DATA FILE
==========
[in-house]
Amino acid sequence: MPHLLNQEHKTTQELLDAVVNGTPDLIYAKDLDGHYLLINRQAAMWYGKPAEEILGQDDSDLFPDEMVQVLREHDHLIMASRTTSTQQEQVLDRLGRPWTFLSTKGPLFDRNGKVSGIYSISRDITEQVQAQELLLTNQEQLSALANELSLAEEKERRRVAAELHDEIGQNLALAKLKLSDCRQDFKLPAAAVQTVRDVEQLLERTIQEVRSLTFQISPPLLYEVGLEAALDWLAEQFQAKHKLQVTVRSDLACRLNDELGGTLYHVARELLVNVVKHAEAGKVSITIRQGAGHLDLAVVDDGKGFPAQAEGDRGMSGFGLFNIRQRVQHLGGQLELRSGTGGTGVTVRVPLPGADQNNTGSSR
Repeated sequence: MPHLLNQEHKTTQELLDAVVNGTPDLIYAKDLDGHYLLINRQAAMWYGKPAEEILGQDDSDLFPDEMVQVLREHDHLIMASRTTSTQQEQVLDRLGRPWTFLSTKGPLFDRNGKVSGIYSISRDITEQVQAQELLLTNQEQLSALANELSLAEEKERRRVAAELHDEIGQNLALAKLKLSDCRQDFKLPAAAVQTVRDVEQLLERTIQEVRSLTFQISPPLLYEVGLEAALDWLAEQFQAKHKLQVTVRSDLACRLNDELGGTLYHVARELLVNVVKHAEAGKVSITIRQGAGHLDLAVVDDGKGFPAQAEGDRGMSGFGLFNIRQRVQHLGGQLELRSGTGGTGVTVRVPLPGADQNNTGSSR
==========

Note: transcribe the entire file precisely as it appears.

[in-house]
Amino acid sequence: MPHLLNQEHKTTQELLDAVVNGTPDLIYAKDLDGHYLLINRQAAMWYGKPAEEILGQDDSDLFPDEMVQVLREHDHLIMASRTTSTQQEQVLDRLGRPWTFLSTKGPLFDRNGKVSGIYSISRDITEQVQAQELLLTNQEQLSALANELSLAEEKERRRVAAELHDEIGQNLALAKLKLSDCRQDFKLPAAAVQTVRDVEQLLERTIQEVRSLTFQISPPLLYEVGLEAALDWLAEQFQAKHKLQVTVRSDLACRLNDELGGTLYHVARELLVNVVKHAEAGKVSITIRQGAGHLDLAVVDDGKGFPAQAEGDRGMSGFGLFNIRQRVQHLGGQLELRSGTGGTGVTVRVPLPGADQNNTGSSR
Repeated sequence: MPHLLNQEHKTTQELLDAVVNGTPDLIYAKDLDGHYLLINRQAAMWYGKPAEEILGQDDSDLFPDEMVQVLREHDHLIMASRTTSTQQEQVLDRLGRPWTFLSTKGPLFDRNGKVSGIYSISRDITEQVQAQELLLTNQEQLSALANELSLAEEKERRRVAAELHDEIGQNLALAKLKLSDCRQDFKLPAAAVQTVRDVEQLLERTIQEVRSLTFQISPPLLYEVGLEAALDWLAEQFQAKHKLQVTVRSDLACRLNDELGGTLYHVARELLVNVVKHAEAGKVSITIRQGAGHLDLAVVDDGKGFPAQAEGDRGMSGFGLFNIRQRVQHLGGQLELRSGTGGTGVTVRVPLPGADQNNTGSSR